Microsoft Dynamics CRM is highly customizable and can be used to reproduce/automate business processes.   For someone familiar with the basic use and implementation of workflow processes in Dynamics CRM, creating short workflow processes can be attained by simply inserting a couple of steps and check conditions.  But when business processes become complex, it can become daunting and without planning, you can end up wasting a lot of time designing and re-designing the workflow.My general approach to planning a CRM workflow process is:Part 1

  • Identify the Business Requirements
  • Visually model the Business Requirements

Part 2

  • Translate the Business Requirements into CRM workflow processes
    • Initial CRM Planning
      • Create forms and fields
      • Identify triggers that start the CRM workflow process
    • Convert the Business Requirements into Dynamics CRM workflow processes that account for all possible cases
    • Identify duplicate processes
    • Identify CRM workflow process loops
    • Simplify CRM workflow processes

Based upon a real life scenario, in Part 1 of this post, I discussed identifying and modeling the business requirements.  Now in Part 2, I will discuss translating the business requirements model into full-fledged CRM workflows.


One of the business units in a company is working on a new venture with a series of manufacturers and needs to ensure that the manufacturers are being compliant.  They have placed auditors in distribution centers, but need a system to track/report on passed audits and the communications regarding compliance progress (or lack thereof.)  They intend to classify the manufacturers by status (red, yellow and green) to help determine which manufacturers are in compliance, and which might be troublesome.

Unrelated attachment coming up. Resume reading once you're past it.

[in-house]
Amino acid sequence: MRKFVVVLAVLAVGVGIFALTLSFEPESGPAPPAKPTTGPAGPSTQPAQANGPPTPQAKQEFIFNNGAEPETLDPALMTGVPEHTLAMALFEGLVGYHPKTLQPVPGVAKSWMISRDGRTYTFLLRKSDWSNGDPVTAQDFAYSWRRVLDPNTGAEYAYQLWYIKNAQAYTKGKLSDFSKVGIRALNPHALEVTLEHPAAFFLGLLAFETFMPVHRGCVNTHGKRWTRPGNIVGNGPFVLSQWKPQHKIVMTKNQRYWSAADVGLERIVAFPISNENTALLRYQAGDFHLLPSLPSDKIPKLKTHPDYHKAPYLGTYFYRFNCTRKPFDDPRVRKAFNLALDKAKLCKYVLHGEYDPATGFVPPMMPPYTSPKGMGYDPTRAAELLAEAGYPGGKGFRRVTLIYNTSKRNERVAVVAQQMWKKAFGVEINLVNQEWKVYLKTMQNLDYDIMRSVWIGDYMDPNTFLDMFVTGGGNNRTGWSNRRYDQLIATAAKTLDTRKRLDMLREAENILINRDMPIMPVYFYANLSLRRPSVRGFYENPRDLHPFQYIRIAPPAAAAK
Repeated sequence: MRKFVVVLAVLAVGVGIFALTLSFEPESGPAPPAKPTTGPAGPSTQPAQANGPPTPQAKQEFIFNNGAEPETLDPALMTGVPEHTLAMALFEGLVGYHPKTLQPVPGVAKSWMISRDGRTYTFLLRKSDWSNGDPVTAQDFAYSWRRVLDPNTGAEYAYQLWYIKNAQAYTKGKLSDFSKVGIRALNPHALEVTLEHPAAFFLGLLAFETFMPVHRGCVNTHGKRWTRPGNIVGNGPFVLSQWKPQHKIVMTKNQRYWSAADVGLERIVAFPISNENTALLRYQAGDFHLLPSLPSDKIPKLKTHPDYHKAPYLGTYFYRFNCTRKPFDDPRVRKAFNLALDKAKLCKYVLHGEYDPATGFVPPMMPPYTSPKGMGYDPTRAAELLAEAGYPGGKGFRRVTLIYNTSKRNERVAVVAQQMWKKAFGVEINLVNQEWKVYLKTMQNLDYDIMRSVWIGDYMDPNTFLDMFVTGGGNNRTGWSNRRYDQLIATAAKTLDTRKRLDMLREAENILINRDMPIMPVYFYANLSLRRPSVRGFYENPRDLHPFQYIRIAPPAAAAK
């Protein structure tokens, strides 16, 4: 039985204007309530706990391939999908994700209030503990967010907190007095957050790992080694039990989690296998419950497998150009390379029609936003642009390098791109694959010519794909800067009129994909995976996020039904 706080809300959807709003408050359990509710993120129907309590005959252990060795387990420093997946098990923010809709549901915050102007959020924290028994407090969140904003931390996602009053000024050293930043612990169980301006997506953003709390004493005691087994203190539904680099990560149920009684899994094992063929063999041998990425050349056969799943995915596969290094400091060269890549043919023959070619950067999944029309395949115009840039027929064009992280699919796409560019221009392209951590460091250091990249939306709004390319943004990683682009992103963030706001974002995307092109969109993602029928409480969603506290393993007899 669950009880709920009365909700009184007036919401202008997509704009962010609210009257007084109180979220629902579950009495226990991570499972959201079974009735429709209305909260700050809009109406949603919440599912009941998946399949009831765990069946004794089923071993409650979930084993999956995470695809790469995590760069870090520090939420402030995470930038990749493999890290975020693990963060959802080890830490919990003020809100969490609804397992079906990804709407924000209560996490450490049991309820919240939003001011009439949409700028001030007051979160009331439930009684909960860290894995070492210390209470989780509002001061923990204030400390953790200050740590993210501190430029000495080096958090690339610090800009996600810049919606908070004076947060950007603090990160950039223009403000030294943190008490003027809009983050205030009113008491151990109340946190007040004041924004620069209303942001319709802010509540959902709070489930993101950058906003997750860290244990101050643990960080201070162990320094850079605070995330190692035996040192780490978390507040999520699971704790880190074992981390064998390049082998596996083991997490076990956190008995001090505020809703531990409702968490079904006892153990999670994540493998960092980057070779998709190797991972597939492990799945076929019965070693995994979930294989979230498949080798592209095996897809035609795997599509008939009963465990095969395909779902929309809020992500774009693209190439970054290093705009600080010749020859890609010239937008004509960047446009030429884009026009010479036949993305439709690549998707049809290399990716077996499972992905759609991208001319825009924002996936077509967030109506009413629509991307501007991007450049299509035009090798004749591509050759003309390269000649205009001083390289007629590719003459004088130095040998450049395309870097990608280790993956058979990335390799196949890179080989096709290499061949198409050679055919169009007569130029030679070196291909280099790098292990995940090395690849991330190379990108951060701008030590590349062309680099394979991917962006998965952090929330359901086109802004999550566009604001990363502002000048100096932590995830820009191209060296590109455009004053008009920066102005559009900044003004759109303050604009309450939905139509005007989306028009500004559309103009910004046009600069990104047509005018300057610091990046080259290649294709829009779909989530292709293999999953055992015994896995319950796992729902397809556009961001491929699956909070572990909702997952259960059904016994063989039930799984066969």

Now that the business processes have been outlined, we need to identify the fields for form design.Scenario fields:

  • Audit Start Date
  • 1st Passed Audit Date
  • 2nd Passed Audit Date
  • 3rd Passed Audit Date

To begin planning the translation from business processes to CRM workflow processes, identify the trigger that starts the CRM workflow – for this scenario, the trigger is when the Audit Start Date is changed.


CRM workflows must be more explicit than typical business process because they must not only account for what should happen, but also for what should not happen.  They need to include early exits and account for all possible cases.  At first glance it seems that all the workflows, when looked at independently, seem simple to implement.  The Passed Audit Process and Status Update Process are simple enough, because there are few decision points (or Check Processes) and there are no looping processes.  The Audit Progress Process is more complex because it requires that a task be auto-created every five days until the next audit is passed, and it has multiple decision points.  Also, to ensure the most efficient path is used, you must plan for different cases that may occur.  For instance, what happens when a manufacturer completes all three audits before the first task is supposed to be auto-created? The workflow must account for all possible cases, at all times.  (In reality, this may not be realistic.  But designing your workflows with the 80/20 rule in mind and having a firm understanding of their function will help greatly in troubleshooting later.)All of a sudden, this simple business process…